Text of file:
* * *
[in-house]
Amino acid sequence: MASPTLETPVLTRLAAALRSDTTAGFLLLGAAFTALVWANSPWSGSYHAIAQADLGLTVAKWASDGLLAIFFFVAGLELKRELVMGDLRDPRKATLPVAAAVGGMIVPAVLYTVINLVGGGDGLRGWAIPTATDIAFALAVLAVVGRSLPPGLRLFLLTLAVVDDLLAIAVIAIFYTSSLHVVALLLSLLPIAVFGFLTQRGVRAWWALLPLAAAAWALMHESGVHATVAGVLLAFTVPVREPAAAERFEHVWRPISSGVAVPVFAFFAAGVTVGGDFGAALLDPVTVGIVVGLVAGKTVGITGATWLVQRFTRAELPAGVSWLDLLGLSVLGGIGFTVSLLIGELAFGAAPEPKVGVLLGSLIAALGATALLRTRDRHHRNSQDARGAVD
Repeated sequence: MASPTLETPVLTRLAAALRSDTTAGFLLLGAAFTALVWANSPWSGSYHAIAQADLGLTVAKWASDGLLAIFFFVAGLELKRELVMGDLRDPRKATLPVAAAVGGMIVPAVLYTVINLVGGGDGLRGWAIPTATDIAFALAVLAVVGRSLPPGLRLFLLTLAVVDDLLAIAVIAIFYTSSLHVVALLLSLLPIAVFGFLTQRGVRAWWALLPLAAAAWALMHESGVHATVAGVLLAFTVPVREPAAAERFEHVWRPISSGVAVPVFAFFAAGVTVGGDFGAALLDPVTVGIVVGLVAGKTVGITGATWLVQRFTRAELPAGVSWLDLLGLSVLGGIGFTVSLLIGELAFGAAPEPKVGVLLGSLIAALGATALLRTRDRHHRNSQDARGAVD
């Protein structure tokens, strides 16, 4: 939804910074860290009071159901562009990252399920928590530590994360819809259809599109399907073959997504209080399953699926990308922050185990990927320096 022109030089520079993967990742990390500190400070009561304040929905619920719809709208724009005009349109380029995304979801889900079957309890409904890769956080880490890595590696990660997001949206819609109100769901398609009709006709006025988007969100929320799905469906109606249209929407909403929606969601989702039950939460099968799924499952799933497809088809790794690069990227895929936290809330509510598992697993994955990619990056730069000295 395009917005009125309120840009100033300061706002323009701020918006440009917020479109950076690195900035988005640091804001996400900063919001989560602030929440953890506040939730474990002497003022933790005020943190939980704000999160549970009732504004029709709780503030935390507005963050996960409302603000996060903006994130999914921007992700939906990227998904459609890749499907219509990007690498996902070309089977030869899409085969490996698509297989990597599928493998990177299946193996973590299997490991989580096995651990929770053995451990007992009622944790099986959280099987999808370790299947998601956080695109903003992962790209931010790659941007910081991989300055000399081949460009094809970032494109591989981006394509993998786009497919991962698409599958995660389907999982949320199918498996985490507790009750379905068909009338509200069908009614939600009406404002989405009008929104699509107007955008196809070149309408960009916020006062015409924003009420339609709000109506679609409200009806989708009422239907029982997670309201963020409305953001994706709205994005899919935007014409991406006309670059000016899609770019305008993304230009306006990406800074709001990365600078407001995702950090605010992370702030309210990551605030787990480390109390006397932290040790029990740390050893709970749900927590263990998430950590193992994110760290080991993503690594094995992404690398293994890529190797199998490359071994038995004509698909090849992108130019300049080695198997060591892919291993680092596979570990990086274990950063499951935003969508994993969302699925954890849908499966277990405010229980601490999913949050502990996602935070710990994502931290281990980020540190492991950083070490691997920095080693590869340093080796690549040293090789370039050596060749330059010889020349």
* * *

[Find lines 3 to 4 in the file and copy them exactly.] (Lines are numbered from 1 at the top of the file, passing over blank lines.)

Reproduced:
Repeated sequence: MASPTLETPVLTRLAAALRSDTTAGFLLLGAAFTALVWANSPWSGSYHAIAQADLGLTVAKWASDGLLAIFFFVAGLELKRELVMGDLRDPRKATLPVAAAVGGMIVPAVLYTVINLVGGGDGLRGWAIPTATDIAFALAVLAVVGRSLPPGLRLFLLTLAVVDDLLAIAVIAIFYTSSLHVVALLLSLLPIAVFGFLTQRGVRAWWALLPLAAAAWALMHESGVHATVAGVLLAFTVPVREPAAAERFEHVWRPISSGVAVPVFAFFAAGVTVGGDFGAALLDPVTVGIVVGLVAGKTVGITGATWLVQRFTRAELPAGVSWLDLLGLSVLGGIGFTVSLLIGELAFGAAPEPKVGVLLGSLIAALGATALLRTRDRHHRNSQDARGAVD
């Protein structure tokens, strides 16, 4: 939804910074860290009071159901562009990252399920928590530590994360819809259809599109399907073959997504209080399953699926990308922050185990990927320096 022109030089520079993967990742990390500190400070009561304040929905619920719809709208724009005009349109380029995304979801889900079957309890409904890769956080880490890595590696990660997001949206819609109100769901398609009709006709006025988007969100929320799905469906109606249209929407909403929606969601989702039950939460099968799924499952799933497809088809790794690069990227895929936290809330509510598992697993994955990619990056730069000295 395009917005009125309120840009100033300061706002323009701020918006440009917020479109950076690195900035988005640091804001996400900063919001989560602030929440953890506040939730474990002497003022933790005020943190939980704000999160549970009732504004029709709780503030935390507005963050996960409302603000996060903006994130999914921007992700939906990227998904459609890749499907219509990007690498996902070309089977030869899409085969490996698509297989990597599928493998990177299946193996973590299997490991989580096995651990929770053995451990007992009622944790099986959280099987999808370790299947998601956080695109903003992962790209931010790659941007910081991989300055000399081949460009094809970032494109591989981006394509993998786009497919991962698409599958995660389907999982949320199918498996985490507790009750379905068909009338509200069908009614939600009406404002989405009008929104699509107007955008196809070149309408960009916020006062015409924003009420339609709000109506679609409200009806989708009422239907029982997670309201963020409305953001994706709205994005899919935007014409991406006309670059000016899609770019305008993304230009306006990406800074709001990365600078407001995702950090605010992370702030309210990551605030787990480390109390006397932290040790029990740390050893709970749900927590263990998430950590193992994110760290080991993503690594094995992404690398293994890529190797199998490359071994038995004509698909090849992108130019300049080695198997060591892919291993680092596979570990990086274990950063499951935003969508994993969302699925954890849908499966277990405010229980601490999913949050502990996602935070710990994502931290281990980020540190492991950083070490691997920095080693590869340093080796690549040293090789370039050596060749330059010889020349």